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Category: Chemical Engineering

Origin and chemical makeup of Saturn’s Moon Titan’s dunes — ScienceDaily

A team led by a University of Hawaii at Manoa chemistry professor and researcher has been able to provide answers to key questions about the surface of Saturn’s moon Titan. Physical chemist Ralf I. Kaiser and fellow researchers examined remote sensing data regarding NASA’s Cassini-Huygens mission to Titan — the only solar system body besides Earth with a solid surface, lakes and a thick atmosphere with a pressure of about 1.5 atmosphere at surface level. Images and data from Cassini-Huygens…

Sunlight degrades polystyrene faster than expected — ScienceDaily

A study published by researchers at Woods Hole Oceanographic Institution (WHOI) shows that polystyrene, one of the world’s most ubiquitous plastics, may degrade in decades or centuries when exposed to sunlight, rather than thousands of years as previously thought. The study published October 10, 2019, in the journal Environmental Science and Technology Letters. “Right now, policy makers generally assume that polystyrene lasts forever in the environment,” says Collin Ward, a marine chemist at WHOI and lead author of the study.…

Dealing a therapeutic counterblow to traumatic brain injury — ScienceDaily

A blow to the head or powerful shock wave on the battlefield can cause immediate, significant damage to a person’s skull and the tissue beneath it. But the trauma does not stop there. The impact sets off a chemical reaction in the brain that ravages neurons and the networks that supply them with nutrients and oxygen. It is the secondary effects of traumatic brain injury (TBI), which can lead to long-term cognitive, psychological and motor system damage, that piqued the…

Researchers envision a patient-specific ‘oncology diet’ to exploit the weakness — ScienceDaily

A research team from the Johns Hopkins Kimmel Cancer Center reports it has discovered a metabolic vulnerability in multiple types of cancer cells that bear a common genetic mutation affecting cellular machines called spliceosomes. In test tube and mouse experiments, the researchers learned that the resulting spliceosome malfunction cripples the cells’ chemical process for generating the amino acid serine, making the cancer cells dependent on external (dietary) sources of the amino acid. When mice were fed a serine-restricted diet, their…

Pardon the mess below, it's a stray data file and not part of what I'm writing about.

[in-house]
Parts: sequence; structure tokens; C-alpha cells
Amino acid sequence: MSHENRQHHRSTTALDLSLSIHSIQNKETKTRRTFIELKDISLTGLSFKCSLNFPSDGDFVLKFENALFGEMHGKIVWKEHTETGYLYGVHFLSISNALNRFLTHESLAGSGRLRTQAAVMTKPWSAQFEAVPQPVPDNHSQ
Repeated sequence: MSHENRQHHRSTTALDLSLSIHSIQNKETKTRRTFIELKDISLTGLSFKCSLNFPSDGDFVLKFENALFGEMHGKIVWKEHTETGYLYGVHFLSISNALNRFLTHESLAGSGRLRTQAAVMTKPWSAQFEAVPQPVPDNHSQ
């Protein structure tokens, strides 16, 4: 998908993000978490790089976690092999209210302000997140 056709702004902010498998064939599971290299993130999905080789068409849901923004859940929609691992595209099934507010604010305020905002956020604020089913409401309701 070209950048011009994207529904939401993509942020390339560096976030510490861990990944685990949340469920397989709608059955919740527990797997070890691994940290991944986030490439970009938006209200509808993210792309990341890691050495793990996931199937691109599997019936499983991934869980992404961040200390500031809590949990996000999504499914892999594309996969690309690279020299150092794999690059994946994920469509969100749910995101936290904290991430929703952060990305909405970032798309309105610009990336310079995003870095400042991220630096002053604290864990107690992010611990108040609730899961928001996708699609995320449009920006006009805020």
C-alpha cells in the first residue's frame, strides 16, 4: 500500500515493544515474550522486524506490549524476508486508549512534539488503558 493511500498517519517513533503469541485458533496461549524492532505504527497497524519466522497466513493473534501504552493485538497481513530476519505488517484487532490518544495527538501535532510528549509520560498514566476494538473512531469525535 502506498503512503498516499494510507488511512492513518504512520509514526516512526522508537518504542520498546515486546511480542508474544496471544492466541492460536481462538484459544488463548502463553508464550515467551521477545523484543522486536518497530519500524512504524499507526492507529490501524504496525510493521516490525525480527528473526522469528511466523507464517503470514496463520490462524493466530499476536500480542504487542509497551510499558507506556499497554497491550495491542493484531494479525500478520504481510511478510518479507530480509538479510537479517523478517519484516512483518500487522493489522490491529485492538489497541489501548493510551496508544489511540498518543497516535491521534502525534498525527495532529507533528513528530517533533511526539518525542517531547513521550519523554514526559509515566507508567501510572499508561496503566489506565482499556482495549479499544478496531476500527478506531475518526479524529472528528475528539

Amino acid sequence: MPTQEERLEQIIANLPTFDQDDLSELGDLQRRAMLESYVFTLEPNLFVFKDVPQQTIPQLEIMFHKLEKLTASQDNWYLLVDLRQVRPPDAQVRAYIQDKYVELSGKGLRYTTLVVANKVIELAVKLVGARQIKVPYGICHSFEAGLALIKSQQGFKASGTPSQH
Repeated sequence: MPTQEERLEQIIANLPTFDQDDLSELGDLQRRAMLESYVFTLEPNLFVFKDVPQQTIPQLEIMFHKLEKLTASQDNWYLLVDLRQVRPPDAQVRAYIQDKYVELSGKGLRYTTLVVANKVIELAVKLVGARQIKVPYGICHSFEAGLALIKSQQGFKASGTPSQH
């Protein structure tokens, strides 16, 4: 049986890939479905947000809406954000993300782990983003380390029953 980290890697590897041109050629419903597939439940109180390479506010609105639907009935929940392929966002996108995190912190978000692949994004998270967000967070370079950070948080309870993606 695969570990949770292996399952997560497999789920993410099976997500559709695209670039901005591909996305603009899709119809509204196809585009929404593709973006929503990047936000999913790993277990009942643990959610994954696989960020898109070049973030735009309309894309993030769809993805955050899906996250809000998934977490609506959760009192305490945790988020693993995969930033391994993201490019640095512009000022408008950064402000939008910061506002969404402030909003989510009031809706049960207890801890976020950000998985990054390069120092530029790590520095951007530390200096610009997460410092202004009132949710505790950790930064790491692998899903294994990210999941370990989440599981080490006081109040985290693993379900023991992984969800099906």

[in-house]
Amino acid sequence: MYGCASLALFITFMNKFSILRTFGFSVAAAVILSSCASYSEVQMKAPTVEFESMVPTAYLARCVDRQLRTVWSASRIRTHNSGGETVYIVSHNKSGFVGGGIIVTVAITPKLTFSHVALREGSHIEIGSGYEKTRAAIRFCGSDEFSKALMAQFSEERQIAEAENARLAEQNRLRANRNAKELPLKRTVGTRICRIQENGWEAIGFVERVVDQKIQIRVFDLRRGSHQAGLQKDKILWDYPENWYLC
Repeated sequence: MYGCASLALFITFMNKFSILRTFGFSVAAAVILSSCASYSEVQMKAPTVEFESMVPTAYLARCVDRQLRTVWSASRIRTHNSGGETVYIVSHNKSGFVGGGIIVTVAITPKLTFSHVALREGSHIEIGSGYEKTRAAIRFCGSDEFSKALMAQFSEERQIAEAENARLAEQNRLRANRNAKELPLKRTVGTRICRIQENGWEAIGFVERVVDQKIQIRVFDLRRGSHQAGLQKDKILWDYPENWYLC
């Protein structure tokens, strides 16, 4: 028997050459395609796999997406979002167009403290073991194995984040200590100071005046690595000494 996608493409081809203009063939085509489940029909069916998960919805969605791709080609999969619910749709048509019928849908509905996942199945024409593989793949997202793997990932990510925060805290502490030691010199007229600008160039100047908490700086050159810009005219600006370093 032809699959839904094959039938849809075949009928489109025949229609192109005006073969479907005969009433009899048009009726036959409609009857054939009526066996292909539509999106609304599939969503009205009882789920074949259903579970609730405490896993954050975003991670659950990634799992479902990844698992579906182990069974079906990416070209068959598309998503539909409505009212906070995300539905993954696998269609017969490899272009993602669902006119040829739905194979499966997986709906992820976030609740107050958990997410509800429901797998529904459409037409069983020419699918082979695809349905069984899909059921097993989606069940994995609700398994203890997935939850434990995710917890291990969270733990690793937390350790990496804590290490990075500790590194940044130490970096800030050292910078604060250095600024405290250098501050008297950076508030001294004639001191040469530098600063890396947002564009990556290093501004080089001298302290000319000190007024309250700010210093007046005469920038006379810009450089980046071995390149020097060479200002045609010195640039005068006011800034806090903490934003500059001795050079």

Dust from a giant asteroid crash caused an ancient ice age — ScienceDaily

About 466 million years ago, long before the age of the dinosaurs, the Earth froze. The seas began to ice over at the Earth’s poles, and the new range of temperatures around the planet set the stage for a boom of new species evolving. The cause of this ice age was a mystery, until now: a new study in Science Advances argues that the ice age was caused by global cooling, triggered by extra dust in the atmosphere from a…

Employers reach more than 1,000 Mizzou Engineers

Information Technology senior Danae Nash was one of more than 1,000 estimated students to speak with employers at Tuesday’s Fall Career Fair. Photo by Liz Lannin. Hundreds of booths, all in neatly apportioned rows with a backdrop of black and gold drapes, dotted MizzouRec on Tuesday afternoon. These booths were populated with recruiters from all manner of companies, all of whom came in search of engineers — the kind of world-class future engineering leaders only Mizzou Engineering can provide. More…

Engineering Ethics Blog: Vaping Turns Deadly

At this writing, three people have died and hundreds more have become ill from a mysterious lung ailment that is connected with certain types of e-cigarettes.  The victims typically have nausea or vomiting at first, then difficulty breathing.  Many end up in emergency rooms and hospitals because of lung damage. Most of the sufferers are young people in their teens and twenties, and all were found to have been  using vaping products in the previous three months.  Many but not…

New metal-organic framework enables capture of water from dry air 24/7 — ScienceDaily

With water scarcity a growing problem worldwide, University of California, Berkeley, researchers are close to producing a microwave-sized water harvester that will allow you to pull all the water you need directly from the air — even in the hot, dry desert. In a paper appearing this week in ACS Central Science, a journal of the American Chemical Society, UC Berkeley’s Omar Yaghi and his colleagues describe the latest version of their water harvester, which can pull more than five…

DNA damaged by high blood sugar — ScienceDaily

For years, scientists have been trying to solve a medical mystery: Why do people with type 1 or type 2 diabetes have an increased risk of developing some forms of cancer? Today, researchers report a possible explanation for this double whammy. They found that DNA sustains more damage and gets fixed less often when blood sugar levels are high compared to when blood sugar is at a normal, healthy level, thereby increasing one’s cancer risk. The researchers will present their…

#Chemsafety at #ACSSanDiego – The Safety Zone

About the Safety Zone The Safety Zone covers chemical safety issues in academic and industrial research labs and in manufacturing. It is intended to be a forum for exchange and discussion of lab and plant safety and accident information without the fanfare of a news article. Read more » Source link…